Because of the many assumptions that need to be made around the substitution effect, Chmura does not include this in the analysis. Nevertheless, due to the relatively small number of new refugees compared to the size of the Cleveland labor market, the substitution effect is estimated to be no more than moderate. 24 “What Matters to Metros,” Emily Garr, Fund for Our Economic Future, 2013. http://www.futurefundneo.org/WhatMatters 25 From 2011 to 2012, Cuyahoga County population declined by an estimated 4,872 per the U.S. Census Bureau. This compares to a gain of fewer than 600 refugees resettled in the county in 2012 (see Section 4.4).
13 addition, it should be noted that the Cleveland area’s current period of population decline makes it particularly suited to absorb the refugee population without incurring costs of population absorption that would be needed by areas with expanding populations—namely, costs associated with providing new infrastructure related to population growth. Assuming the rate for home ownership found in the Lewin Study holds in the Cleveland area, approximately 248 additional home purchases have occurred in the area due to the demand for housing from the refugee community which arrived in the area from 2000 to 2010.26 26 “The Evaluation of the Refugee Social Service (RSS) and Targeted Assistance Formula Grant (TAG) Programs: Synthesis of Findings from Three Sites” The Lewin Group, 2008 Prepared for the U.S.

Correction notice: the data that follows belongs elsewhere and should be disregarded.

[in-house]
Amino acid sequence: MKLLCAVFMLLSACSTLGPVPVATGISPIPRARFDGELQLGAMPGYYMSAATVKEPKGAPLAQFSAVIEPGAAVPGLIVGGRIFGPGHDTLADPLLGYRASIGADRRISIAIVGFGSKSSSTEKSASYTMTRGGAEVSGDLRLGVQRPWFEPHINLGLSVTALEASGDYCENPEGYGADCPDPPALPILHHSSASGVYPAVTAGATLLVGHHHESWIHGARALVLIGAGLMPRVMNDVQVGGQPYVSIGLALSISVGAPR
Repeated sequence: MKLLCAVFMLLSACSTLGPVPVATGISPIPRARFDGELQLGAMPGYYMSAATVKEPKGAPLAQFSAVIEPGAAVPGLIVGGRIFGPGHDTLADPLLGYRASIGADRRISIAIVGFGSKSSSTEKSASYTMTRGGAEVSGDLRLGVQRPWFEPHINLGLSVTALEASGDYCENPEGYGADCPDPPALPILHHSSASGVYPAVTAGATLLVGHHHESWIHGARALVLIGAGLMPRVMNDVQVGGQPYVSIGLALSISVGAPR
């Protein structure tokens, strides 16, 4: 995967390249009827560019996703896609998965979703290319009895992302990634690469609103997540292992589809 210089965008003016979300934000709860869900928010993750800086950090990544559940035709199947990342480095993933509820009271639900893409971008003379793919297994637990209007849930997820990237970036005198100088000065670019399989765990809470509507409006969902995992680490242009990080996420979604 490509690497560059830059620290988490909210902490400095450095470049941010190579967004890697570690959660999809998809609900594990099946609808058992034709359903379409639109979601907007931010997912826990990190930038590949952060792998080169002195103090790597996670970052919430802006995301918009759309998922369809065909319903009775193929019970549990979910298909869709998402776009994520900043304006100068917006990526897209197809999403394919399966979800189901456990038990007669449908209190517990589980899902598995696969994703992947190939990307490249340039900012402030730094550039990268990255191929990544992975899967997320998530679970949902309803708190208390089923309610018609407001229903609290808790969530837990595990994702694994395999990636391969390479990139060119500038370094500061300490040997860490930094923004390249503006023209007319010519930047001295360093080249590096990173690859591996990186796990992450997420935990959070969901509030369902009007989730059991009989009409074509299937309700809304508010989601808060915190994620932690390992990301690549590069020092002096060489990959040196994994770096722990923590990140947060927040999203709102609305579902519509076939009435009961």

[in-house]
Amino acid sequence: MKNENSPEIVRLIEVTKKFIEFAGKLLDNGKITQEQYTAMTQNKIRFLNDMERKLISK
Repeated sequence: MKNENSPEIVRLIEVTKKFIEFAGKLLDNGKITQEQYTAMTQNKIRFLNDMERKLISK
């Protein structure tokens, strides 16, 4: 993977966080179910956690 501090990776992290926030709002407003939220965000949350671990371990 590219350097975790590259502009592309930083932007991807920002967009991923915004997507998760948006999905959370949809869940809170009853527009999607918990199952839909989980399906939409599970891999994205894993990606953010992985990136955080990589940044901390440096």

Department of Health and Human Services, Office of Refugee Resettlement.